fence crimping

Instructor Kent Solberg led an SFA sponsored fencing workshop near Goodhue, Minn.

GOODHUE, Minn. — Undaunted by a recent heavy snow, John and Jarod Luhman’s cover crops look especially green against the white backdrop. Just over the hill, cattle graze contentedly on the tasty forage.

Not only can cover crops improve the health of soil, they can pull double duty as a feed option for livestock. As cover crops gain in popularity, farmers are turning crop fields into temporary pasture for their animals.

The Luhmans operate 700 acres of cropland to grow organic corn and edible beans. While they have always raised cattle on their farm (appropriately named Dry Creek Red Angus Farm), next year the Luhmans are cutting crop production and increasing the size of their herd.

“Cattle are a little more predictable than hoping you’re going to get a good crop each year,” Jarod said. “Plus we can save money on land rent.”

While cattle rarely develop wanderlust if good food is readily available, some form of fencing is needed to keep them in the desired area. The Sustainable Farming Association conducted a hands-on seminar, “Fence Options for Grazing Cover Crops and Corn Residue,” at the Luhman farm on Oct. 29. SFA Senior Technical Advisor Kent Solberg shared practical techniques for erecting temporary fencing.

Temporary fencing does not involve barbed wire or even heavy fence posts; but relies on electricity to do its work. “An energized fence is a psychological barrier rather than a physical barrier,” Solberg told his students. “You want to train the cattle to stay in the grazing area. Because of their portable nature, they are easy to modify, expand, and can be ideal for a rental scenario. They can be less costly than a barbed wire or woven wire fence as well.”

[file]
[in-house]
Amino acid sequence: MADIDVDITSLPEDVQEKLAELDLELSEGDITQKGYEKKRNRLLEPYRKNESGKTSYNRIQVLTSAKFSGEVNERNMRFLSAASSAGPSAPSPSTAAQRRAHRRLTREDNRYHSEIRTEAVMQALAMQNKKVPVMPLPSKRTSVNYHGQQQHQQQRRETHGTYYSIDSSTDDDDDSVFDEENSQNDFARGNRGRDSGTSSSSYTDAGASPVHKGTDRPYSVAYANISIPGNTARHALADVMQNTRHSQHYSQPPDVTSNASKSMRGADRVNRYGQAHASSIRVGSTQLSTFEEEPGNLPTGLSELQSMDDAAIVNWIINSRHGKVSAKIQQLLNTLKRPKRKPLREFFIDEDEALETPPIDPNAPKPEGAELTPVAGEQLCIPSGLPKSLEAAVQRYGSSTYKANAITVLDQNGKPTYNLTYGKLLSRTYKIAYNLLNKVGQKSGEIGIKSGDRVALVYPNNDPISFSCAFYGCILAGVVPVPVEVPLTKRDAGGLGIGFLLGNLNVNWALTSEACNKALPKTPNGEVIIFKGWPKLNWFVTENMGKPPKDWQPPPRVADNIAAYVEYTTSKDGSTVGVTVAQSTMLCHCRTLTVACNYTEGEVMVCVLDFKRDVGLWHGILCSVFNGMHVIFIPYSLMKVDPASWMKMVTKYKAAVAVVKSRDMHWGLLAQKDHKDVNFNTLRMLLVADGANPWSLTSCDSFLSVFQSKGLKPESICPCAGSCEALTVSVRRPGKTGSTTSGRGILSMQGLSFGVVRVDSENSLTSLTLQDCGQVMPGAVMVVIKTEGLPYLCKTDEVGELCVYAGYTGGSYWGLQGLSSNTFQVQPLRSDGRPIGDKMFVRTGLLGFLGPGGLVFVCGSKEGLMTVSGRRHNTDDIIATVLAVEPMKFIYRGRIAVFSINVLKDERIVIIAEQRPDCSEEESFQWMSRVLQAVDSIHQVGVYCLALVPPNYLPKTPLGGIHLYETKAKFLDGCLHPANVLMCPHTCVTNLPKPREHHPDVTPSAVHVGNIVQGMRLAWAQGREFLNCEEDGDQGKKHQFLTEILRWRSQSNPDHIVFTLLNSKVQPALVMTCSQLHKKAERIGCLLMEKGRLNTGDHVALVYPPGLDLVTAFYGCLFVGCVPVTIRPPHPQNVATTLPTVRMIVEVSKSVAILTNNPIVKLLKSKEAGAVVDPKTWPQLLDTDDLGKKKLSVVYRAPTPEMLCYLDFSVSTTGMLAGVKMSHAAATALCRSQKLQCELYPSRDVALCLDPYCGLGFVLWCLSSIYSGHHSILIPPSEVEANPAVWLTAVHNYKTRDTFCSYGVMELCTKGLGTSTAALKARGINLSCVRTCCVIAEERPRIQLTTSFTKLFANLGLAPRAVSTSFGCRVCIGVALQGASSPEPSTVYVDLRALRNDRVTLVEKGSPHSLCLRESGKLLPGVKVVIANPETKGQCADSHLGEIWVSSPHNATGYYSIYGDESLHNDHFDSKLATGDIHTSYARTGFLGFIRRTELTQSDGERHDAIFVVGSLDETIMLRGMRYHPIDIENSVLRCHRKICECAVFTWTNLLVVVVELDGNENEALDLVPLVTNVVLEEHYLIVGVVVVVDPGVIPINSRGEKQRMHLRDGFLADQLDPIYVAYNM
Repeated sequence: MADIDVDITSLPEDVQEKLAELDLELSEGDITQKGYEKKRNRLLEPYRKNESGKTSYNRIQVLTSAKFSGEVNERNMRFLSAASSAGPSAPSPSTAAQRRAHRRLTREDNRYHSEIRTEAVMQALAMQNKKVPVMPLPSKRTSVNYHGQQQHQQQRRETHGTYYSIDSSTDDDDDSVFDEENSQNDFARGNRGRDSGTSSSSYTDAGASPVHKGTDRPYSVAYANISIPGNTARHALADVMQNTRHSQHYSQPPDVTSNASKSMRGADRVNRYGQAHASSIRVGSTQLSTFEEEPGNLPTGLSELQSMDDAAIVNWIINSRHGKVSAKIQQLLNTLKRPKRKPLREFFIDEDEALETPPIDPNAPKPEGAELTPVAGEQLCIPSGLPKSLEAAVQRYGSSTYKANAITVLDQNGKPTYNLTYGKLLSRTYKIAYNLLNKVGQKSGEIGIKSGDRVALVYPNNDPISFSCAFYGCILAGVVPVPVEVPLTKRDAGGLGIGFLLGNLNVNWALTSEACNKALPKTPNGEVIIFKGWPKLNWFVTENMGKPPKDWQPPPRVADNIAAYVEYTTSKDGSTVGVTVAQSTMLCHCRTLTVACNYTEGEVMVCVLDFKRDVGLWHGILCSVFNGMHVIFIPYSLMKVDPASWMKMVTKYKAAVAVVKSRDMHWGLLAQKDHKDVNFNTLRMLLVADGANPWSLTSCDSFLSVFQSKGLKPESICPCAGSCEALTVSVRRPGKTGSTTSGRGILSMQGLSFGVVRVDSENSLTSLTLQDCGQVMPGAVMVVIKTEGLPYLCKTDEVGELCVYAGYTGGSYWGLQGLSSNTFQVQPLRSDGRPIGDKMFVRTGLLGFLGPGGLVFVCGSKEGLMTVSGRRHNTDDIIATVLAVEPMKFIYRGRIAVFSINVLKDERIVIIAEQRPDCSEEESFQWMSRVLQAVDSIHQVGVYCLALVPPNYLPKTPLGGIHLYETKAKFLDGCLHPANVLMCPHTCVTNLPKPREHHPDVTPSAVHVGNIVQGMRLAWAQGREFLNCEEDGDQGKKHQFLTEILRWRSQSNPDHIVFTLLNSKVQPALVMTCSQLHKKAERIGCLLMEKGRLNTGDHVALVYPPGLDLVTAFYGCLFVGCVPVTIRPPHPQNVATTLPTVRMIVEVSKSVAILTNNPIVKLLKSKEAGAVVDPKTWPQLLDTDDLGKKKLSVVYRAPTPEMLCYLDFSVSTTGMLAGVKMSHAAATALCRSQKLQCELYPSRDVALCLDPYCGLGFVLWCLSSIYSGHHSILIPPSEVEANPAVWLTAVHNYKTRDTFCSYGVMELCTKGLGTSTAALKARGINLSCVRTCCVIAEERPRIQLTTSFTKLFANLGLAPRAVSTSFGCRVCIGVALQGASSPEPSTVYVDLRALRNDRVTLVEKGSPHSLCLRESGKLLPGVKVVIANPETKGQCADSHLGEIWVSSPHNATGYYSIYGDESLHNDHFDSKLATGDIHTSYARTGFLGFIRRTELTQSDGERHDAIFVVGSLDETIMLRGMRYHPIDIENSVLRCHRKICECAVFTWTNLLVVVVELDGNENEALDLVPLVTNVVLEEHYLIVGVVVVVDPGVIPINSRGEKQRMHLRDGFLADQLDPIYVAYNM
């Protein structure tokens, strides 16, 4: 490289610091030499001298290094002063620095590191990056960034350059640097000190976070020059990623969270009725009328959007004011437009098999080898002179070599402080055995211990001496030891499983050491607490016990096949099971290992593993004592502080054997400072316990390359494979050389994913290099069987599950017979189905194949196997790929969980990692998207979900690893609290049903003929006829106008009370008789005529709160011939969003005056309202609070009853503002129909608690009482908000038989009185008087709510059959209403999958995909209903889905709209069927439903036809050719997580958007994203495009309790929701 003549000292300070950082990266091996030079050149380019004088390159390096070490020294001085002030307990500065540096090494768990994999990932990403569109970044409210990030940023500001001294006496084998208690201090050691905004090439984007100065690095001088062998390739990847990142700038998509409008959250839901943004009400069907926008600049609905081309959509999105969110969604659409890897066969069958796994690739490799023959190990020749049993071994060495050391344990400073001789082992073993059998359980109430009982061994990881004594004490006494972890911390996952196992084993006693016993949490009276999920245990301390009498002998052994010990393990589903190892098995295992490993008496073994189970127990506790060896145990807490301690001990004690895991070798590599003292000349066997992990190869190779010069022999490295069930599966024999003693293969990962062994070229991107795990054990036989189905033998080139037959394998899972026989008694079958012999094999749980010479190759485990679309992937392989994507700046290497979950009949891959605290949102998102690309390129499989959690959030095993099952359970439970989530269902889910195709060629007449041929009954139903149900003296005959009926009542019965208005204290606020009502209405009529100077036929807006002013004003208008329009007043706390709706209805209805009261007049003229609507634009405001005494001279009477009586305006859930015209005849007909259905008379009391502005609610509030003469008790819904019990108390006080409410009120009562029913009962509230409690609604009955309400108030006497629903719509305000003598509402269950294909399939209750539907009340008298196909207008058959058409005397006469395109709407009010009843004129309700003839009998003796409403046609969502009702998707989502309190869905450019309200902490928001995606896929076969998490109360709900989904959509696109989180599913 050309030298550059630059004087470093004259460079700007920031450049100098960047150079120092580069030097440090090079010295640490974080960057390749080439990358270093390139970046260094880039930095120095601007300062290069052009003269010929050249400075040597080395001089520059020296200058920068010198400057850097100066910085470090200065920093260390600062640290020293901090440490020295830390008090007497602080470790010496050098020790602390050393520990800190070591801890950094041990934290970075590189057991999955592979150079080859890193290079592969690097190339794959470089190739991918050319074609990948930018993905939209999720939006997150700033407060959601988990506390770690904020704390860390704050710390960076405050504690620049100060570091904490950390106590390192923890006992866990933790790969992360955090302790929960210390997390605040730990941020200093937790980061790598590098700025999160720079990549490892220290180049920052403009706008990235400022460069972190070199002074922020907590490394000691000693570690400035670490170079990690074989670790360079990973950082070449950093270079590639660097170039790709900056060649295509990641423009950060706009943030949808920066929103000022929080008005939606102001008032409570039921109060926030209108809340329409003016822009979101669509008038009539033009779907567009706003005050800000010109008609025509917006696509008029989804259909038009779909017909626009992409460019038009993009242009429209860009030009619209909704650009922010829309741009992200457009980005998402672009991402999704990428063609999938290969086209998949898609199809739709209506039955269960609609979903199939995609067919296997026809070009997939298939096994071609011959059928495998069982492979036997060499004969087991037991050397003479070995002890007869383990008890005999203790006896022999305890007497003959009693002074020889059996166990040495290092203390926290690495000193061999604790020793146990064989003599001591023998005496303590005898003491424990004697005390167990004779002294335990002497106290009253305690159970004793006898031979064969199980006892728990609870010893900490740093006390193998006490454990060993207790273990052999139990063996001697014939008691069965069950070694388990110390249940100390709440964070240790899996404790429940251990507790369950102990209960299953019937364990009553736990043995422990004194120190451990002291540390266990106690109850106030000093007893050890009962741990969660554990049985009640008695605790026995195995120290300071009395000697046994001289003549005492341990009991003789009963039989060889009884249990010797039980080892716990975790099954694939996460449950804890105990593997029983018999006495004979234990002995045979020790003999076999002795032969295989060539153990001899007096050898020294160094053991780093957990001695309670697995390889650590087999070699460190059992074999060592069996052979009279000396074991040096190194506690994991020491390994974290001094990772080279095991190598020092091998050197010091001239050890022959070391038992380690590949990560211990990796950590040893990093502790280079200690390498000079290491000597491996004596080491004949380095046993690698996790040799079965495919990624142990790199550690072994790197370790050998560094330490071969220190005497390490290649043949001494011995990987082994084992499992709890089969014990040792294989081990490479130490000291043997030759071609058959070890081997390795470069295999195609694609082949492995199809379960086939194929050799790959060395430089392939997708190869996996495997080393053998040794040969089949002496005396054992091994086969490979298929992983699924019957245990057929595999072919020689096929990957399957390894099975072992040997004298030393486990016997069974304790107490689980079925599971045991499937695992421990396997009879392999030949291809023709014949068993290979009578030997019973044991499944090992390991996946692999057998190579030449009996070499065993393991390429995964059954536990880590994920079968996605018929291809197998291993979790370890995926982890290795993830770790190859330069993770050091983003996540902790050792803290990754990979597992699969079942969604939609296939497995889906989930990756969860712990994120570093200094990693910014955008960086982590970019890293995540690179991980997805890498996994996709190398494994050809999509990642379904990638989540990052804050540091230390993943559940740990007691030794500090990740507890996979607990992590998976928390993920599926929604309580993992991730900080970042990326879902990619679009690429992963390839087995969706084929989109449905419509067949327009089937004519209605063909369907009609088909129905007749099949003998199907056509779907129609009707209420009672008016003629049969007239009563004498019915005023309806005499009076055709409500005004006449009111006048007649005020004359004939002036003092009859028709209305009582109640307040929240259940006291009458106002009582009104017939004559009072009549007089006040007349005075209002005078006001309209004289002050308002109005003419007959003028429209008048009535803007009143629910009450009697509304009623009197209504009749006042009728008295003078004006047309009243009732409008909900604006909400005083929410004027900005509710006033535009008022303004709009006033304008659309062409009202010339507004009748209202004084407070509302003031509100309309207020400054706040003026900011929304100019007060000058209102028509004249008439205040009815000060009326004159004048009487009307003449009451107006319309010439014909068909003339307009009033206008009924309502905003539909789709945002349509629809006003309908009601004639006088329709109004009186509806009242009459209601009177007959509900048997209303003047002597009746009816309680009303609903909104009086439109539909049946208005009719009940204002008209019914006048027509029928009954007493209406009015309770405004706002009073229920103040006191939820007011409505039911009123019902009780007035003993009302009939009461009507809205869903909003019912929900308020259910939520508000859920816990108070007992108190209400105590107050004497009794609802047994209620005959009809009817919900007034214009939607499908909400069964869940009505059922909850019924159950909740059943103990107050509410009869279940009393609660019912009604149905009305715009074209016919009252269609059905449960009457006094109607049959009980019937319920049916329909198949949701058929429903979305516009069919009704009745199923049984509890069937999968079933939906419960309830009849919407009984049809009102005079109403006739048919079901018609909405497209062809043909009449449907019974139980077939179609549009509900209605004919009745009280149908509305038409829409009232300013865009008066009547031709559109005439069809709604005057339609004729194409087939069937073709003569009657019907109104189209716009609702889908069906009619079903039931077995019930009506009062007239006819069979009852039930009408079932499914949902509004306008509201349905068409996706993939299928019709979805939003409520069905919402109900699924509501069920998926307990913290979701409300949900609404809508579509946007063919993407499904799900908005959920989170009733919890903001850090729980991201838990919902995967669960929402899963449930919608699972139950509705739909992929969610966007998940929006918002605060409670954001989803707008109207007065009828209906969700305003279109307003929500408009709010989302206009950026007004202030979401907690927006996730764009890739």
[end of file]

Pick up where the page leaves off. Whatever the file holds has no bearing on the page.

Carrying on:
At the Oct. 24 workshop, participants constructed two different corner assemblies and learned grounding system and energizer techniques. The workshop also discussed the components of an energized fence (braces, line posts, wires, energizers, gates), and how to ensure that the fence will work properly.

“Cattle and hogs are easiest to control with a temporary energized fence,” Solberg said. “Poultry, sheep and goats can be more difficult. Terrain and topography will also play a role in the size and design of your fence. Low, wet areas will require sturdier construction and more maintenance. Hilly ground will require more spacers and tension adjusters to maintain the desired height of the wires.”

Corner support is the foundation of a successful fence and Solberg presented two options. The first utilizes eight-foot, eight-inch wooden posts to anchor the fence.

Solberg recommended starting the post hole with a shovel, followed by a clamshell post hole digger to a depth of about four feet. “You can use an auger to drill holes,” he advised, “until you encounter rocks. A clamshell digger picks rocks out of the hole like a tongs.”

Posts should be kept as vertically straight as possible and the bottom six inches of soil needs to be tamped down to maintain the stability of the post. “There will be quite a bit of tension placed on these posts,” Solberg said. “Tamping the soil inside the hole gives you the best support.”

The other corner system utilizes two-inch PVC pipe which is held in place with six-inch steel augers. One length of pipe is vertical and is supported by a second pipe at a 45-degree angle. “A full corner will cost about $240,” said Solberg, “but it is much easier to install and remove. What’s your time worth?”

Solberg added the wooden posts require a Bobcat to pull them out of the ground. However, some farmers will leave the wooden posts in year-round and simply operate machinery around them. “It’s a nice option if you can work around it.”